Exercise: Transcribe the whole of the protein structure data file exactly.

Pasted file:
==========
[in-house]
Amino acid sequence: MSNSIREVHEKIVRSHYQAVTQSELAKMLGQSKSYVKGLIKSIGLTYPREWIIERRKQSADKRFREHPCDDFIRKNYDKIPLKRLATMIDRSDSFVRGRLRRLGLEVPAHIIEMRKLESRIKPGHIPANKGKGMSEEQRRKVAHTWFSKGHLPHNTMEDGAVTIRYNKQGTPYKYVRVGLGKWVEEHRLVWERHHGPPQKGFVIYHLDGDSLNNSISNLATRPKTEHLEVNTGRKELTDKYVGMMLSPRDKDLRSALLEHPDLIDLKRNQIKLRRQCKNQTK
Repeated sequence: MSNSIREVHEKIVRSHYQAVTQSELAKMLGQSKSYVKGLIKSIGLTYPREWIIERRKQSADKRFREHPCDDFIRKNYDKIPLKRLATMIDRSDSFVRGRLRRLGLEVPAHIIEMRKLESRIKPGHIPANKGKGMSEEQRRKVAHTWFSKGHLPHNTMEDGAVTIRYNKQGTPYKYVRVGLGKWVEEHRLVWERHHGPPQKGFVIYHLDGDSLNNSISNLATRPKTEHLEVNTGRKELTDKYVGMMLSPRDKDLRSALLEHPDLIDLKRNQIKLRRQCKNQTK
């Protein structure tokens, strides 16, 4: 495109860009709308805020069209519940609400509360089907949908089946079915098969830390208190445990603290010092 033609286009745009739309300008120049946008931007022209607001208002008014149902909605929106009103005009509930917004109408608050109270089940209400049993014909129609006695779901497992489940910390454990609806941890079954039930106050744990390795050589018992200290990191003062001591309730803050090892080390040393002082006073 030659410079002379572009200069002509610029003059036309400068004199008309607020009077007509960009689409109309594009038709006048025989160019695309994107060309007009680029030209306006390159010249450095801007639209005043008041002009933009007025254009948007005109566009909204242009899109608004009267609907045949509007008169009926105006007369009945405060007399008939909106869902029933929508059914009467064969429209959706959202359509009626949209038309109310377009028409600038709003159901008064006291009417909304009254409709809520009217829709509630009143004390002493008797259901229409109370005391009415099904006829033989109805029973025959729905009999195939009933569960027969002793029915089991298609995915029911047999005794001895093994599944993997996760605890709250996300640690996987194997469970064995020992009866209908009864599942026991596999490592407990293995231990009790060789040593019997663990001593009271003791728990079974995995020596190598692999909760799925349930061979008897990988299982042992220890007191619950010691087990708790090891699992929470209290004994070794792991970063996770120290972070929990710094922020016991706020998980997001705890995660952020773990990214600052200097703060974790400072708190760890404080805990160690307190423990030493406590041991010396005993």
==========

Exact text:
[in-house]
Amino acid sequence: MSNSIREVHEKIVRSHYQAVTQSELAKMLGQSKSYVKGLIKSIGLTYPREWIIERRKQSADKRFREHPCDDFIRKNYDKIPLKRLATMIDRSDSFVRGRLRRLGLEVPAHIIEMRKLESRIKPGHIPANKGKGMSEEQRRKVAHTWFSKGHLPHNTMEDGAVTIRYNKQGTPYKYVRVGLGKWVEEHRLVWERHHGPPQKGFVIYHLDGDSLNNSISNLATRPKTEHLEVNTGRKELTDKYVGMMLSPRDKDLRSALLEHPDLIDLKRNQIKLRRQCKNQTK
Repeated sequence: MSNSIREVHEKIVRSHYQAVTQSELAKMLGQSKSYVKGLIKSIGLTYPREWIIERRKQSADKRFREHPCDDFIRKNYDKIPLKRLATMIDRSDSFVRGRLRRLGLEVPAHIIEMRKLESRIKPGHIPANKGKGMSEEQRRKVAHTWFSKGHLPHNTMEDGAVTIRYNKQGTPYKYVRVGLGKWVEEHRLVWERHHGPPQKGFVIYHLDGDSLNNSISNLATRPKTEHLEVNTGRKELTDKYVGMMLSPRDKDLRSALLEHPDLIDLKRNQIKLRRQCKNQTK
């Protein structure tokens, strides 16, 4: 495109860009709308805020069209519940609400509360089907949908089946079915098969830390208190445990603290010092 033609286009745009739309300008120049946008931007022209607001208002008014149902909605929106009103005009509930917004109408608050109270089940209400049993014909129609006695779901497992489940910390454990609806941890079954039930106050744990390795050589018992200290990191003062001591309730803050090892080390040393002082006073 030659410079002379572009200069002509610029003059036309400068004199008309607020009077007509960009689409109309594009038709006048025989160019695309994107060309007009680029030209306006390159010249450095801007639209005043008041002009933009007025254009948007005109566009909204242009899109608004009267609907045949509007008169009926105006007369009945405060007399008939909106869902029933929508059914009467064969429209959706959202359509009626949209038309109310377009028409600038709003159901008064006291009417909304009254409709809520009217829709509630009143004390002493008797259901229409109370005391009415099904006829033989109805029973025959729905009999195939009933569960027969002793029915089991298609995915029911047999005794001895093994599944993997996760605890709250996300640690996987194997469970064995020992009866209908009864599942026991596999490592407990293995231990009790060789040593019997663990001593009271003791728990079974995995020596190598692999909760799925349930061979008897990988299982042992220890007191619950010691087990708790090891699992929470209290004994070794792991970063996770120290972070929990710094922020016991706020998980997001705890995660952020773990990214600052200097703060974790400072708190760890404080805990160690307190423990030493406590041991010396005993």